Dear writer, it’s time we talked about how to talk about sexual violence.
As writers, we are charged with the task of drawing society’s attention to instances of sexual violence that often get normalised or ignored in the mainstream. But there are various ways that our writing also contributes to the problem.
In a presentation for the Texas Association Against Sexual Assault (TAASA), Tonia Cunningham and Haleh Cochran write: “Language is one of the key components of secondary victimization.” To address that, we’ve put together this helpful list of things to keep in mind when writing about this subject.
When we attach the word “victim” to a person, we take away their agency. We reduce them to helpless and distraught individuals, instead of empowering them. The immediate outcomes of this are trauma, mental health issues, diminished self-esteem, and diminished trust in the legal system. Swap this word with “survivor”.
“She was attacked.”
American educator Jackson Katz describes how using a passive voice like this focuses on a person’s identity as ‘the abused’, the object of the attack, without putting the onus on their attacker. To break away from that, try sentences that put the assailant in the doc: “He attacked her.”
Similarly, the TAASA presentation shows how a phrase like “he forced his mouth on hers” is far more impactful and honest than “he kissed her”. In fact, sentences like the latter conceal the violent nature of the assailant’s actions.
By using passive voice, there is a tacit suggestion that survivors have contributed to the crime; that it takes two hands to clap. But in instances of sexual violence, we know this to be false.
Nothing in your reporting should indicate that a survivor was inviting trouble. It doesn’t matter what time of day it was, what clothing was worn, what substances were consumed, or what the survivor’s sexual history is. 90% of these crimes in India are committed by persons known to the survivor, but the nature of their relationship should not matter. All that matters is that the act was non-consensual.
Do not reveal the survivor’s name, address, or current whereabouts. Some survivors like Suzette Jordan openly talked about their experiences, but the choice to do so is in their hands, not yours. The people you’re writing about are real, and have a right to privacy and safety.
Following the December 2012 Delhi gang-rape, many people condoned the death penalty for the rarest of the rare cases of sexual violence. Avoid writing that endorses the idea that different forms of sexual violence have a hierarchy. Remember that all forms of violence are equally reprehensible, and deserve the same swiftness of justice.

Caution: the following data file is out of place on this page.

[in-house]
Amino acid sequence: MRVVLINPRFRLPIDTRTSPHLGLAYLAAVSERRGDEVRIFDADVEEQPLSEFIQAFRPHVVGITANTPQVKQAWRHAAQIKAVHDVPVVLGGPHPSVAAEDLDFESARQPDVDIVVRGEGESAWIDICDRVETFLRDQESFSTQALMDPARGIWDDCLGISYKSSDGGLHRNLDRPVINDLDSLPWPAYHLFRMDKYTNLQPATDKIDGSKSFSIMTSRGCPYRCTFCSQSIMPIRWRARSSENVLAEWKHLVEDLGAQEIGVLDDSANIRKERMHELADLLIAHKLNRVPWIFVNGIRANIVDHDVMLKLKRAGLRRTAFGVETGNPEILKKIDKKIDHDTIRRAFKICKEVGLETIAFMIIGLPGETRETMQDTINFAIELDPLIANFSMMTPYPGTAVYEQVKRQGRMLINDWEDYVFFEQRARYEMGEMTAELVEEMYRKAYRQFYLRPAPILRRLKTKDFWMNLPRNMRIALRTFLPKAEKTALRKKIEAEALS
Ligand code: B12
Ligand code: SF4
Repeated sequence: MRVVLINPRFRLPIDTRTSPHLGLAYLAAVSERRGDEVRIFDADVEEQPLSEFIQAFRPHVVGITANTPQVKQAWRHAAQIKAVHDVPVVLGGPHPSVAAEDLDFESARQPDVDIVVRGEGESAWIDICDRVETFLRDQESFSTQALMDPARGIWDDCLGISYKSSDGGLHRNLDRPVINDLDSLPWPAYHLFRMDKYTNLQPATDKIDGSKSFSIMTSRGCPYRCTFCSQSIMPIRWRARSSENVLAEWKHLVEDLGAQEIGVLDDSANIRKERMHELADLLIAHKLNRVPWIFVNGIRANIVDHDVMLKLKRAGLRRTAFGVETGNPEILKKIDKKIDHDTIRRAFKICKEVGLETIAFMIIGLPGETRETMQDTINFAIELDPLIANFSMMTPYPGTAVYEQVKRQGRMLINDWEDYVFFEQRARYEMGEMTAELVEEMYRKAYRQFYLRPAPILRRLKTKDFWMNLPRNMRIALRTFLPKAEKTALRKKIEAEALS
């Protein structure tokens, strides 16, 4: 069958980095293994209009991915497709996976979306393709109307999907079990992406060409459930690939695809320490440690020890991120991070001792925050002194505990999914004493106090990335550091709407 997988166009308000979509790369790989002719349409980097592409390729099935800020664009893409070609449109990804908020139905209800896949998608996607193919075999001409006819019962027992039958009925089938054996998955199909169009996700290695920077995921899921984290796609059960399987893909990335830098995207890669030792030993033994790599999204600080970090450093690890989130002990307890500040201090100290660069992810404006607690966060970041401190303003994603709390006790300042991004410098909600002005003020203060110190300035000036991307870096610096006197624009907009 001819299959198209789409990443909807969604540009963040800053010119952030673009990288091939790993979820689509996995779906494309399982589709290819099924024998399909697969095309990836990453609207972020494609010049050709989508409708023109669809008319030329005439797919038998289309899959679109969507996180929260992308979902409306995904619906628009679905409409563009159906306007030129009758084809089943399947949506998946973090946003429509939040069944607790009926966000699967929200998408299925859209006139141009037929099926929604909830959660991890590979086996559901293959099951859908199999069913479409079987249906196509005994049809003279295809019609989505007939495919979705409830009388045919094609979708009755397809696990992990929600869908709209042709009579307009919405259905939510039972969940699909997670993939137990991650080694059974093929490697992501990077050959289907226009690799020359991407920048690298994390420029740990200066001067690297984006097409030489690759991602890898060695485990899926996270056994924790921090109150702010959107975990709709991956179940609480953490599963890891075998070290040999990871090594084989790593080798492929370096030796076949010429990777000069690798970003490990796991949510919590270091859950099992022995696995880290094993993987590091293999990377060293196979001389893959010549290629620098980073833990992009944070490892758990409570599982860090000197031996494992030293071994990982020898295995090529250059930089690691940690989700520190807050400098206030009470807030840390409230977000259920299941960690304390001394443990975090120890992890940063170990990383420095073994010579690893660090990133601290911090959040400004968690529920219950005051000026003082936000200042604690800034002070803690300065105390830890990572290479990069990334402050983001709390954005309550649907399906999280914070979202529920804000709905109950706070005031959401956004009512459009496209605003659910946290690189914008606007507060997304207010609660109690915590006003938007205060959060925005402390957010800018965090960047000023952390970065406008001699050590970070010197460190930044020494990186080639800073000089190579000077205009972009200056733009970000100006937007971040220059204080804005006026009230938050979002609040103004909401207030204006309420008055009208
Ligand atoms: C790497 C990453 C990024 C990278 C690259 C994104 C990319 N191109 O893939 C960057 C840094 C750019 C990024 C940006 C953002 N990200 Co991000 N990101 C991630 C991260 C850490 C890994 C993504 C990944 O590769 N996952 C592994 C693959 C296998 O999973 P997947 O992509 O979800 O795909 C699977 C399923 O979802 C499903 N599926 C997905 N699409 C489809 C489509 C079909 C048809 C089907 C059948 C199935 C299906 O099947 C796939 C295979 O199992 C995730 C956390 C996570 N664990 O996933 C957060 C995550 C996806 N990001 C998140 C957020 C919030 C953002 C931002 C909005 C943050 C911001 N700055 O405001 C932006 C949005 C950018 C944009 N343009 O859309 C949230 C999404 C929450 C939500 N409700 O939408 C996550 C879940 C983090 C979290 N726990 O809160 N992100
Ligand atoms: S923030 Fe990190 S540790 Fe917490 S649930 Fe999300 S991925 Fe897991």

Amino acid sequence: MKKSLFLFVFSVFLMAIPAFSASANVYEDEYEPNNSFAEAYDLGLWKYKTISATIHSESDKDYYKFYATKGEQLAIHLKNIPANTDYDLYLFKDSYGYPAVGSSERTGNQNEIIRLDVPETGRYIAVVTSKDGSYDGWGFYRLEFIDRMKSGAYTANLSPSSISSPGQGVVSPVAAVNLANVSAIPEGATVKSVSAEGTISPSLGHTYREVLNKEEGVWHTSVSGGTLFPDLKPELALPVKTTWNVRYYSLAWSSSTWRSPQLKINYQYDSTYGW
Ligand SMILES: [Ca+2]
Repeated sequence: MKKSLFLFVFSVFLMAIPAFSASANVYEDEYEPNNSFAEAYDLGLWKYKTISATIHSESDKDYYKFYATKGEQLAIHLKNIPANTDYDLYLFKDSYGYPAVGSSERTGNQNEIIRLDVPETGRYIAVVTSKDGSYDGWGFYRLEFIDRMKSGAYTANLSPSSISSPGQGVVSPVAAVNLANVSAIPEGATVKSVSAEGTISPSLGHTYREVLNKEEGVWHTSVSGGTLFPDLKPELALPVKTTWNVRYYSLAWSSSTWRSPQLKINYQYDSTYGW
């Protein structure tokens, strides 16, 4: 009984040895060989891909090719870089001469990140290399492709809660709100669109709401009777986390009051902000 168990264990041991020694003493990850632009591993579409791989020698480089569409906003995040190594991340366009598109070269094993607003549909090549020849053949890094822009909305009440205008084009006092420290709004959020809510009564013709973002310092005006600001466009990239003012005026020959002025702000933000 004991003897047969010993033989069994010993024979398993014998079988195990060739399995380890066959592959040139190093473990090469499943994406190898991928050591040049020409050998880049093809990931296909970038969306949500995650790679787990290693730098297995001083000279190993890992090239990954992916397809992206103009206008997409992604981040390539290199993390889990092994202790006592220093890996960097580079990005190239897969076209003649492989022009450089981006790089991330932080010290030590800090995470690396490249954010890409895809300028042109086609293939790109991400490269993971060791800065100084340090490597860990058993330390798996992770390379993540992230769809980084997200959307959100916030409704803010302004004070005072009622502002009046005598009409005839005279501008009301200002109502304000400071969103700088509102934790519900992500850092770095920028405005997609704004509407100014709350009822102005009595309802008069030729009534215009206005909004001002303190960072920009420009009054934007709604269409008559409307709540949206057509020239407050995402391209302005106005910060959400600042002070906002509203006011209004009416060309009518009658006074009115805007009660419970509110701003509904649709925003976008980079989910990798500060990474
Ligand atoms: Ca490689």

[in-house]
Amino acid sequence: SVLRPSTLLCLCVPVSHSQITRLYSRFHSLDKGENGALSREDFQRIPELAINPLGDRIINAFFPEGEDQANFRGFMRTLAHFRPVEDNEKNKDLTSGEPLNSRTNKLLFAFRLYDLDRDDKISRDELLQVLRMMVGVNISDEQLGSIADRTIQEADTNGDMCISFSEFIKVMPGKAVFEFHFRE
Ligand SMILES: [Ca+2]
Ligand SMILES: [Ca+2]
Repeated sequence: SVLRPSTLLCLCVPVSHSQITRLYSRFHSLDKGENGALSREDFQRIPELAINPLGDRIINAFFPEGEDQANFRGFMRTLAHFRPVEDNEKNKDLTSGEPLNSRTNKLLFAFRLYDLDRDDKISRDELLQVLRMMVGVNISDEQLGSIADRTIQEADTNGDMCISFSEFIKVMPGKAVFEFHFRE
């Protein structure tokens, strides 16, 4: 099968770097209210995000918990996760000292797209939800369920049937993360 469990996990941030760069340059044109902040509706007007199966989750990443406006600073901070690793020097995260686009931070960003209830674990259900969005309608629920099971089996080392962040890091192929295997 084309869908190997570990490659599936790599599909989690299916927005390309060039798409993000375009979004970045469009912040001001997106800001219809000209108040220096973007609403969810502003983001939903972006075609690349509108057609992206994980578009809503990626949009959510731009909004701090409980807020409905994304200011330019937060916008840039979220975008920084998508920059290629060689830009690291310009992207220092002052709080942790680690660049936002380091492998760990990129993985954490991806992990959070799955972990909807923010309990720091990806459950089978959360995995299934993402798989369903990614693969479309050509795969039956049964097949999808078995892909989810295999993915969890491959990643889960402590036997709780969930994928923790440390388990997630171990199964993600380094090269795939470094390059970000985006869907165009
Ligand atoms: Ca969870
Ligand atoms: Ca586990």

To present an unbiased view of an incident, it’s a good idea to include multiple perspectives through quotes from witnesses, neighbours, families, police or bystanders. However, the TAASA presentation argues this must be done with tact.
“She was frequently bringing men home”. “She was dressed skimpily”. “She had been drinking” .“She was in a relationship with her abuser”. Phrases like these are a kind of character assassination and reinforce the act of victim blaming and shaming. And it happens all the time. Earlier this year, the Times of India made a massive faux pas in a report about a “Nagaland woman”.
There has been a borrowing and lending relationship between the law and the media when it comes to framing what qualifies as a case of sexual violence. Take Section 375 of the Indian Penal Code. It opens with: “A man is said to commit ‘rape’ who, except in the case hereinafter excepted, has sexual intercourse with a woman, against her will, without her consent,” and goes on to mention six other clauses. Without gender-neutral laws on sexual violence, the media can only perpetuate the idea that men are seen as the perpetrators, and women the ‘victims’. While this may describe most of the cases we come across, these are not all of them. A 2007 report by the Ministry of Women and Child Welfare found that 52.94% of male minors (surveyed by Prayas and Save The Children) had experienced sexual abuse. Writers need to actively destabilise this assumption by giving equal importance to survivors who are not cisgender women, such as trans, gay men, or male-identified persons. Is it any wonder that transphobic hate crimes and intimate partner violence in same-sex relationships are so underreported?
Report on the violence men face. But get rid of the “too”. It’s enough to say that sexual violence is targeted towards men, and end there. All too often, this phrase comes up as a response to instances of VAW to de-legitimise female oppression. Saying “Well, men have it just as bad” completely excludes patriarchal power dynamics and male privilege.
The next time you sit down to write, remember these eight points. It will ensure your reporting is sensitive, non-discriminatory. After all, our writing shouldn’t rely on negative stereotypes, or disempower survivors of sexual assault.